Several techniques, either based on nonlinear transformations of the solution manifold to a reducible framework [40] or presented as online adaptive methods to target solution manifolds at fixed time [41], have been introduced to overcome the limitations of the linear approximating spaces. In different ways, they all abandon the framework of symplectic vector spaces. Therefore, none of them guarantees conservation of the symplectic structure in the reduction process. Musharbash et al. [42] proposed a dynamically orthogonal (DO) discretization of stochastic wave PDEs with a symplectic structure. In the following, we outline the structurepreserving dynamic RB method for parametric Hamiltonian systems, proposed by Pagliantini [44] in the spirit of the geometric reduction introduced in [43]. In contrast with traditional methods that provide a global basis, which is fixed in time, the gist of a dynamic approach is to evolve a localintime basis to provide an accurate approximation of the solution to the parametric problem (31). The idea is to exploit the local lowrank nature of Hamiltonian dynamics in the parameter space.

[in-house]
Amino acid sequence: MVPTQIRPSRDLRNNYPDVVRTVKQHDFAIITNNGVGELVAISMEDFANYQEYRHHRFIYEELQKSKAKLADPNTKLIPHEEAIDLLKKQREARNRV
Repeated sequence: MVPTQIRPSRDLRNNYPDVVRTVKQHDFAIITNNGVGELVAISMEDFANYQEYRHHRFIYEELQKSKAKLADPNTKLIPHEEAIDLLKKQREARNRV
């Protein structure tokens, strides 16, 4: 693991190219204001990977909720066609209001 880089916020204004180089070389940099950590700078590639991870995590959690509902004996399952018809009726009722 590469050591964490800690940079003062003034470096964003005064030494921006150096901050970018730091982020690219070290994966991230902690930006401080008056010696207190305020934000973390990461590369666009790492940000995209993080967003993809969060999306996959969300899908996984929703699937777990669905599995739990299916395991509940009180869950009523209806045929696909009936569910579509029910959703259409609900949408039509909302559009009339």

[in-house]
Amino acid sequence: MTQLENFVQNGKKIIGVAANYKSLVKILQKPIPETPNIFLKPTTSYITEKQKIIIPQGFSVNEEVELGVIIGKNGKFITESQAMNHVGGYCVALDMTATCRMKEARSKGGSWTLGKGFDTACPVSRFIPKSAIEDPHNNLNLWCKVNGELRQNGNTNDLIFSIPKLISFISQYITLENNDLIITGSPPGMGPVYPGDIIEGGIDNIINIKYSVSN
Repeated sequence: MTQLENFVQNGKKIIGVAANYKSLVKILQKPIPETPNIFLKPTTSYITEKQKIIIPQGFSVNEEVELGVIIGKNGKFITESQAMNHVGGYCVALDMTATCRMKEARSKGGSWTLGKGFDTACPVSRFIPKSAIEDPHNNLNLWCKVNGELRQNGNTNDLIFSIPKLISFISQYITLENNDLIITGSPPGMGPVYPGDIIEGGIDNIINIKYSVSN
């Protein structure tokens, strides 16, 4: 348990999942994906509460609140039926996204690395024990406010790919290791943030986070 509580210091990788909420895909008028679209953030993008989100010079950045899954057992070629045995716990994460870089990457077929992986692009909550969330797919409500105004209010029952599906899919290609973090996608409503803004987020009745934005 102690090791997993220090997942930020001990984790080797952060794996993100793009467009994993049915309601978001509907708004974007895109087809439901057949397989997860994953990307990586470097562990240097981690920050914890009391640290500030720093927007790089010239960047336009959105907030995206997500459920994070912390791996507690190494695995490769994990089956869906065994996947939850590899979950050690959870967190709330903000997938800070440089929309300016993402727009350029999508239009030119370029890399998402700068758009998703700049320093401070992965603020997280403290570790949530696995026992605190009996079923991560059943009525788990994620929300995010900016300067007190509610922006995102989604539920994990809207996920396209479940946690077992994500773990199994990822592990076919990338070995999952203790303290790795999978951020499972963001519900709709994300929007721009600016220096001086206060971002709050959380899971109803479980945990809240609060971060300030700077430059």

From a geometric perspective, the approximate solution evolves according to naturally constrained dynamics, rather than weakly enforcing the required properties, such as orthogonality or symplecticity of the RB representation, via Lagrange multipliers. This result is achieved by viewing the flow of the reduced model as prescribed by a vector field that is everywhere tangent to the desired manifold.
Suppose we are interested in solving (31) for a set of vectorvalued parameters , sampled from . Then the Hamiltonian system, evaluated at , can be recast as a set of ODEs in the matrix unknown ,